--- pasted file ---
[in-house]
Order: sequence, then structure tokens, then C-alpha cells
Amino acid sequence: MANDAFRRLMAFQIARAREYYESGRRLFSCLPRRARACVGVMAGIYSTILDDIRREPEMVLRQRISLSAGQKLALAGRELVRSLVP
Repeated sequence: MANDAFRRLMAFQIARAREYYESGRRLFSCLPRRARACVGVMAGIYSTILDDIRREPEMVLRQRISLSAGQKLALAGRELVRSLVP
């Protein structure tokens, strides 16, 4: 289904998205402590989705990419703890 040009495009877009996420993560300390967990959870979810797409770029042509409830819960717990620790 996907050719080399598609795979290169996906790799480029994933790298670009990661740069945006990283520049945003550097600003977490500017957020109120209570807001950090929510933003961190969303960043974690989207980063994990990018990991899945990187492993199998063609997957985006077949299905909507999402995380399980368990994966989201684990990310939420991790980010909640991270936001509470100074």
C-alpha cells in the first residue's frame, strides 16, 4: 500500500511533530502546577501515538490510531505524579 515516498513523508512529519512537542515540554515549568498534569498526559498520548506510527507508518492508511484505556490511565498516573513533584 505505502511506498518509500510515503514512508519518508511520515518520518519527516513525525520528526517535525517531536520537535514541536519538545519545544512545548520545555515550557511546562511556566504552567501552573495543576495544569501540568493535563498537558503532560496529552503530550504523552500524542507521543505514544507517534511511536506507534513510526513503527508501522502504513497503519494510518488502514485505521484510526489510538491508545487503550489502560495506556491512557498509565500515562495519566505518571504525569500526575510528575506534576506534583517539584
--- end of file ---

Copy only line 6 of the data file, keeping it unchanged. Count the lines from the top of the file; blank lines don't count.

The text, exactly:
C-alpha cells in the first residue's frame, strides 16, 4: 500500500511533530502546577501515538490510531505524579 515516498513523508512529519512537542515540554515549568498534569498526559498520548506510527507508518492508511484505556490511565498516573513533584 505505502511506498518509500510515503514512508519518508511520515518520518519527516513525525520528526517535525517531536520537535514541536519538545519545544512545548520545555515550557511546562511556566504552567501552573495543576495544569501540568493535563498537558503532560496529552503530550504523552500524542507521543505514544507517534511511536506507534513510526513503527508501522502504513497503519494510518488502514485505521484510526489510538491508545487503550489502560495506556491512557498509565500515562495519566505518571504525569500526575510528575506534576506534583517539584